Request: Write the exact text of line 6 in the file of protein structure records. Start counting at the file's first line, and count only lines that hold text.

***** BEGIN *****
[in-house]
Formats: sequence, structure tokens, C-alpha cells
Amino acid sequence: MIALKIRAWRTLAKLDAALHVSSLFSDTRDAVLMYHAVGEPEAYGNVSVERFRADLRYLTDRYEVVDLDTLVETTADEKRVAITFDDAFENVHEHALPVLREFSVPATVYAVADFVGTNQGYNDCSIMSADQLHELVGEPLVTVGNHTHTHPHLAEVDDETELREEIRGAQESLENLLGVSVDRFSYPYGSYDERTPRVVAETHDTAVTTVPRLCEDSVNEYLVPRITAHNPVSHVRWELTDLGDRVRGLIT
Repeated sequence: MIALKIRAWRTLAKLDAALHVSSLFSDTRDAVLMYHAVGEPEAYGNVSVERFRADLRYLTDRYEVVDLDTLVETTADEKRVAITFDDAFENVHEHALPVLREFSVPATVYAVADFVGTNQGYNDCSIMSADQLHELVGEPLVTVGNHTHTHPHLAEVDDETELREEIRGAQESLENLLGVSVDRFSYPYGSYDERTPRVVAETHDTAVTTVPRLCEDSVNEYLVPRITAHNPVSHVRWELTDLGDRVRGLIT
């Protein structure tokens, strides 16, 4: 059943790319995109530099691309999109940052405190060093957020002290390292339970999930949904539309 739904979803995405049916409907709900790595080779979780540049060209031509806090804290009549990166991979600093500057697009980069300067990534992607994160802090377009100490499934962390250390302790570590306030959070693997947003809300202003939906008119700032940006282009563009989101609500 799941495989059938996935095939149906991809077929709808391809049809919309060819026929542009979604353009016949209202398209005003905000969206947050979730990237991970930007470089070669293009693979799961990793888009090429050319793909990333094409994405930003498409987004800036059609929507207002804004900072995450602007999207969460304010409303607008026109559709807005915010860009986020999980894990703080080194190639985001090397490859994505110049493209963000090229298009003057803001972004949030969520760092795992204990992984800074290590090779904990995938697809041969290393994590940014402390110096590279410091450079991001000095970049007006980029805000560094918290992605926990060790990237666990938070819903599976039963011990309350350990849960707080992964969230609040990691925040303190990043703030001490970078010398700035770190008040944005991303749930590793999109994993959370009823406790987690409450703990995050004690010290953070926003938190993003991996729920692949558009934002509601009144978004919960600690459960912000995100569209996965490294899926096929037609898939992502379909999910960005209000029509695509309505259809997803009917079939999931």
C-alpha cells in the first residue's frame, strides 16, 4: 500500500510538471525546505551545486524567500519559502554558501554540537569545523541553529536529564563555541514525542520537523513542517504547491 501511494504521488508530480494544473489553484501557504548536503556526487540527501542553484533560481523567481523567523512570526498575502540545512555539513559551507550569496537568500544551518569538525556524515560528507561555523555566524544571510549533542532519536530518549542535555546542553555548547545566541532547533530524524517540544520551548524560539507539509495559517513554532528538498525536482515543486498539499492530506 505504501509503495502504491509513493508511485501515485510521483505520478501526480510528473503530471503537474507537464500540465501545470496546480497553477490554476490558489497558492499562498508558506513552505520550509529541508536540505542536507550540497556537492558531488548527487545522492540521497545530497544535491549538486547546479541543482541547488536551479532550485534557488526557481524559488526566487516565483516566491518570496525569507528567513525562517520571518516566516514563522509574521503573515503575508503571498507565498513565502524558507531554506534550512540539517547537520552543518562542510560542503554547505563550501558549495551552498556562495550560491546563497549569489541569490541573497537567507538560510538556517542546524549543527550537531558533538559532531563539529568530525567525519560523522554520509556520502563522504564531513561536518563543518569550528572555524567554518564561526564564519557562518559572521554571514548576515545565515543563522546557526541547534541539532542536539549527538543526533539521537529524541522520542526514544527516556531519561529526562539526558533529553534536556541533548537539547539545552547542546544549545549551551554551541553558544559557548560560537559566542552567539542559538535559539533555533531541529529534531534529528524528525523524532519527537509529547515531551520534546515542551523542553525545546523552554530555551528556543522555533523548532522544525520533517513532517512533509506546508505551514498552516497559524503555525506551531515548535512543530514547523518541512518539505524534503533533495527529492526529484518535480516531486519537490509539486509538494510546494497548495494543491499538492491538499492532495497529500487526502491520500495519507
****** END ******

C-alpha cells in the first residue's frame, strides 16, 4: 500500500510538471525546505551545486524567500519559502554558501554540537569545523541553529536529564563555541514525542520537523513542517504547491 501511494504521488508530480494544473489553484501557504548536503556526487540527501542553484533560481523567481523567523512570526498575502540545512555539513559551507550569496537568500544551518569538525556524515560528507561555523555566524544571510549533542532519536530518549542535555546542553555548547545566541532547533530524524517540544520551548524560539507539509495559517513554532528538498525536482515543486498539499492530506 505504501509503495502504491509513493508511485501515485510521483505520478501526480510528473503530471503537474507537464500540465501545470496546480497553477490554476490558489497558492499562498508558506513552505520550509529541508536540505542536507550540497556537492558531488548527487545522492540521497545530497544535491549538486547546479541543482541547488536551479532550485534557488526557481524559488526566487516565483516566491518570496525569507528567513525562517520571518516566516514563522509574521503573515503575508503571498507565498513565502524558507531554506534550512540539517547537520552543518562542510560542503554547505563550501558549495551552498556562495550560491546563497549569489541569490541573497537567507538560510538556517542546524549543527550537531558533538559532531563539529568530525567525519560523522554520509556520502563522504564531513561536518563543518569550528572555524567554518564561526564564519557562518559572521554571514548576515545565515543563522546557526541547534541539532542536539549527538543526533539521537529524541522520542526514544527516556531519561529526562539526558533529553534536556541533548537539547539545552547542546544549545549551551554551541553558544559557548560560537559566542552567539542559538535559539533555533531541529529534531534529528524528525523524532519527537509529547515531551520534546515542551523542553525545546523552554530555551528556543522555533523548532522544525520533517513532517512533509506546508505551514498552516497559524503555525506551531515548535512543530514547523518541512518539505524534503533533495527529492526529484518535480516531486519537490509539486509538494510546494497548495494543491499538492491538499492532495497529500487526502491520500495519507